Microsoft's research depth enabled Kinect, Mundie says

Few companies have the research depth to build something like Kinect, Microsoft's forthcoming Xbox add-on that allows a user to control a game through body movements -- in fact, Microsoft itself initially thought it would be impossible, its top research executive said Thursday.

Microsoft came up with the concept behind Kinect after the Wii proved there is a gaming segment beyond the traditional young male, said Craig Mundie, Microsoft's chief research and strategy officer, speaking at the company's annual analyst day. The company sought to advance the Wii idea by getting rid of the controller completely, he said.

People in the Xbox business unit researched the concept and determined it couldn't be done, he said. "They concluded it was impossible. It wasn't going to work," he said.

But then they decided to approach workers in Microsoft's research arm. Researchers there in a wide array of fields including depth sensing, machine learning, speech recognition, gestural interface, computer vision, identity recognition, sound processing and parallel computing got together to build what is now known as Kinect.

"To build this product, you had to have all of them," Mundie said. Few if any other companies are likely to have researchers in all of those fields, he said.

Microsoft will have gone, in three years, from "impossible to shipping" when it starts sending out Kinects, Mundie said. The Kinect will be available in early November, he said.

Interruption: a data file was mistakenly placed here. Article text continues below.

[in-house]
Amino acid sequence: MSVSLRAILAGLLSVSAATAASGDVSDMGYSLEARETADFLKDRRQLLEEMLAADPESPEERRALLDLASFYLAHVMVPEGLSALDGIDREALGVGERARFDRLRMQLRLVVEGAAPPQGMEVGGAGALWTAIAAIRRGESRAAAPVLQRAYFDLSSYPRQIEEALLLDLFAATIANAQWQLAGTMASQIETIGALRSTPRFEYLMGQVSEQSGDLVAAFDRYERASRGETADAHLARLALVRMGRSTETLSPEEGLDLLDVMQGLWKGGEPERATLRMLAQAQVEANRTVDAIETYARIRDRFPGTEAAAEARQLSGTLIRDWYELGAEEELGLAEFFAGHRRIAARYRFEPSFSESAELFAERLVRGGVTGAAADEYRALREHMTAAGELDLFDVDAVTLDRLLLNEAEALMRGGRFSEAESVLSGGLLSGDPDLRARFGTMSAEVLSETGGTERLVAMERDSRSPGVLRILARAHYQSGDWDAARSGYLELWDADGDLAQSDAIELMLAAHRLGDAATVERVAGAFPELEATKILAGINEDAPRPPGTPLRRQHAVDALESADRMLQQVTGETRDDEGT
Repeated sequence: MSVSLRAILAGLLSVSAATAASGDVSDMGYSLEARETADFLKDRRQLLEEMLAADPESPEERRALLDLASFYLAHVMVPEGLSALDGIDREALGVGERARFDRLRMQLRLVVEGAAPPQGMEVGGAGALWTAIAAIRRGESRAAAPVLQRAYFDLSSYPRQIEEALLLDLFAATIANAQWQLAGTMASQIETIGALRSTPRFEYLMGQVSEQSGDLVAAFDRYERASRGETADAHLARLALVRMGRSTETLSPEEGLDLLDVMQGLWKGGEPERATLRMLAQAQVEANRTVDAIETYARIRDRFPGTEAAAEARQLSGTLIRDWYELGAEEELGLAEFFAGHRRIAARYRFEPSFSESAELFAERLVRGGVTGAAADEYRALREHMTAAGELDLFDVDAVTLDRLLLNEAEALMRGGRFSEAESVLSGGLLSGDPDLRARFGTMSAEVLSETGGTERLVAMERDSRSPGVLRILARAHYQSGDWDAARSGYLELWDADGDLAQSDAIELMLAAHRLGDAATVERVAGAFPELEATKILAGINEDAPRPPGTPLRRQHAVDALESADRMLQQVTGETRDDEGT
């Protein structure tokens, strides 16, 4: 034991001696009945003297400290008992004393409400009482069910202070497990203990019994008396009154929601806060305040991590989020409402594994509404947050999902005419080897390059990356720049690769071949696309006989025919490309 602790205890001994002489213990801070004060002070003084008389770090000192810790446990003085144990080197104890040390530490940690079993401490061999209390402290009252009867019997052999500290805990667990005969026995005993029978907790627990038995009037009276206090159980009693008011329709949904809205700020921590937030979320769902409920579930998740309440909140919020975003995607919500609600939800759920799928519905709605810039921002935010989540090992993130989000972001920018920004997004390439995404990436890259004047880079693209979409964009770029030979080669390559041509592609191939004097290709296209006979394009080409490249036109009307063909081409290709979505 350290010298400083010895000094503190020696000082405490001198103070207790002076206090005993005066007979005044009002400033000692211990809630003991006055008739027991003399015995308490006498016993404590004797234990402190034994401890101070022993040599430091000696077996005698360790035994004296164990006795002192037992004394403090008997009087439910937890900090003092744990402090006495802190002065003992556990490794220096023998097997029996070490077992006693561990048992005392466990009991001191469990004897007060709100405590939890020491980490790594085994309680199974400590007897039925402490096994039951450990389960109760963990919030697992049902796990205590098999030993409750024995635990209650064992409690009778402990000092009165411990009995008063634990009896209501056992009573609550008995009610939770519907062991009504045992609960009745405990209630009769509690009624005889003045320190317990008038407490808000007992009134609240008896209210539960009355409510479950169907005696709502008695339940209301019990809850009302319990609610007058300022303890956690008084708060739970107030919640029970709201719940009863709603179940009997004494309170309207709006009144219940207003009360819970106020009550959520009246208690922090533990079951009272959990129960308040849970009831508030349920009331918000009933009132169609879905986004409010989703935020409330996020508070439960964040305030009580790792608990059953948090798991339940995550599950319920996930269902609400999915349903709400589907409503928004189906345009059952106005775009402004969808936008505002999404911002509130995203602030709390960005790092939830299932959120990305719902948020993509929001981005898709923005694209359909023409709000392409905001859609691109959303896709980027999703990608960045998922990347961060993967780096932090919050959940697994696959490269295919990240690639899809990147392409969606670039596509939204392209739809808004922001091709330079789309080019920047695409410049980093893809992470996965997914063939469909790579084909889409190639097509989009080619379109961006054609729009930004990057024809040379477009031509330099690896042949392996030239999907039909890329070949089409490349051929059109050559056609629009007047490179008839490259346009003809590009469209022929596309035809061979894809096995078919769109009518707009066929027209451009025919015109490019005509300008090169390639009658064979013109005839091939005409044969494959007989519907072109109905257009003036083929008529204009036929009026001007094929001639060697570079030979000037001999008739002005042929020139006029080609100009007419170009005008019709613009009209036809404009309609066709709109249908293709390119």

The 3-D sensing technology for Kinect comes from the Israeli chip-design startup PrimeSense. The technology senses a user's movements, such as a kick, jump or punch. PrimeSense is supplying the chips for Kinect, which had been called "Project Natal" during research and development, as well as licensing the reference design for the 3D sensor.

The concept behind Kinect has applications beyond gaming, Mundie noted. "It portends a revolution in the way people will interact with computers," Mundie said.

But Kinect is only one half of the puzzle. While it handles natural user interface on the input side, computers will also need a natural interface on the output side. To display a combination of the two, Mundie showed a video clip of a research product the company has been working on. It showed a woman speaking with an avatar of a nurse on a computer about her son's illness. The woman and the avatar interacted as a patient might talk to a nurse.

This story, "Microsoft's research depth enabled Kinect, Mundie says" was originally published by IDG News Service .

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